Well, the superintendent didn't know it, but his system was one I had not planned to interview with at EID. The teacher who heads up the teacher mentoring program for the system was helping man the booth at EID, and when she saw the big "MATH" label on my nametag, she literally grabbed my arm and dragged me over. After a few minutes of talking with them, I was sold on the super-small, family atmosphere they described, and I signed up for a screening interview. After the 30 minute interview, I felt compelled to move them to the top of my list, and I had been checking the state website where teaching jobs are posted since March, hoping to see a posting for this system.

I quickly scheduled the interview and spent my weekend researching the grad exam and beefing up my portfolio.

Sunday, July 1, 2012

Because You Have Googled Your Teacher (And So Have I)

As you may know, this blog began as a personal one and has only recently begun the transition to a public, teacher blog. In preparation for returning to school in the upcoming weeks, I have reverted all my past posts to drafts. Soon, I will begin re-publishing posts fit for little eyes. Subscribers, please bear with me as your reader picks up this "greatest hits" feed.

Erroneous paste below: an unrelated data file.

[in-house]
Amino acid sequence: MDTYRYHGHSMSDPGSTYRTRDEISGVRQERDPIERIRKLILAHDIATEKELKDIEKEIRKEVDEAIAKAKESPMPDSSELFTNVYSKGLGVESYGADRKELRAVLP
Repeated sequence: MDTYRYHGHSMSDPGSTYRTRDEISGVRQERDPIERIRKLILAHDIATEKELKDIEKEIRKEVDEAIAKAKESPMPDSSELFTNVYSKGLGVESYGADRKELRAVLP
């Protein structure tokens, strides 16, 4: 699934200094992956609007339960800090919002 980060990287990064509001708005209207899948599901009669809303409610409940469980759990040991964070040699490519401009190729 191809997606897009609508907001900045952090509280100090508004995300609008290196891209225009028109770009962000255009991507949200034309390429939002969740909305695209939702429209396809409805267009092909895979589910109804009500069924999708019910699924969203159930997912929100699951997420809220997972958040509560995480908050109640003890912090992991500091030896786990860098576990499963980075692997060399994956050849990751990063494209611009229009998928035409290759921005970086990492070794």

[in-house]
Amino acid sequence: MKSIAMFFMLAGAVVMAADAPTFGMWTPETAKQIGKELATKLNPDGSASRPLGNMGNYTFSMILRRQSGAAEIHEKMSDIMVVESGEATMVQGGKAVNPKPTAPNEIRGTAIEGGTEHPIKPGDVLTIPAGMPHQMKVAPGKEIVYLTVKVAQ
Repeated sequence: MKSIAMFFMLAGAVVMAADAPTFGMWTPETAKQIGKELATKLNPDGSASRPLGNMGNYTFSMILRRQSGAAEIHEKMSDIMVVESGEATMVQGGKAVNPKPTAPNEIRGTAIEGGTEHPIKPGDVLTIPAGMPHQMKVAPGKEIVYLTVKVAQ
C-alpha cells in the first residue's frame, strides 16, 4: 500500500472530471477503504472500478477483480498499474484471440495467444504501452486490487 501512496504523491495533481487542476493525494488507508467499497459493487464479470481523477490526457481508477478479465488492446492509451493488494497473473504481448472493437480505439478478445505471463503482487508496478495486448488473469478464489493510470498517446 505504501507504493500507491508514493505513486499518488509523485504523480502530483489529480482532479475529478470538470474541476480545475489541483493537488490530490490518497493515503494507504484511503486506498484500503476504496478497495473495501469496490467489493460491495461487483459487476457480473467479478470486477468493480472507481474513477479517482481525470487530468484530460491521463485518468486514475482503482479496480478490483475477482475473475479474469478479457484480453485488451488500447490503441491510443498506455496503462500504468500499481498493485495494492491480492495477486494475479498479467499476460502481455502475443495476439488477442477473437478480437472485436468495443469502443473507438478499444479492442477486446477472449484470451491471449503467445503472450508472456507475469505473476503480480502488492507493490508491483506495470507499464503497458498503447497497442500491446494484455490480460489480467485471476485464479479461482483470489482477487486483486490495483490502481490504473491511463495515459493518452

Thanks!

Friday, June 8, 2012

Summer PD: A Big Ol' Love Fest

I am one of the weird teachers who love professional development. Love it.

(If you are reading this, I suspect that you are one of those weird teachers, too.)

Even on my best teaching day, when I end the day feeling pumped about how my lessons went and I can see that my kids have had a breakthrough, when I'm sure I'm where I need to be and can't imagine myself doing anything else, even on days when I love, love, love teaching, I still love learning even more, so spending all day with people who know more than I do is my idea of a good time.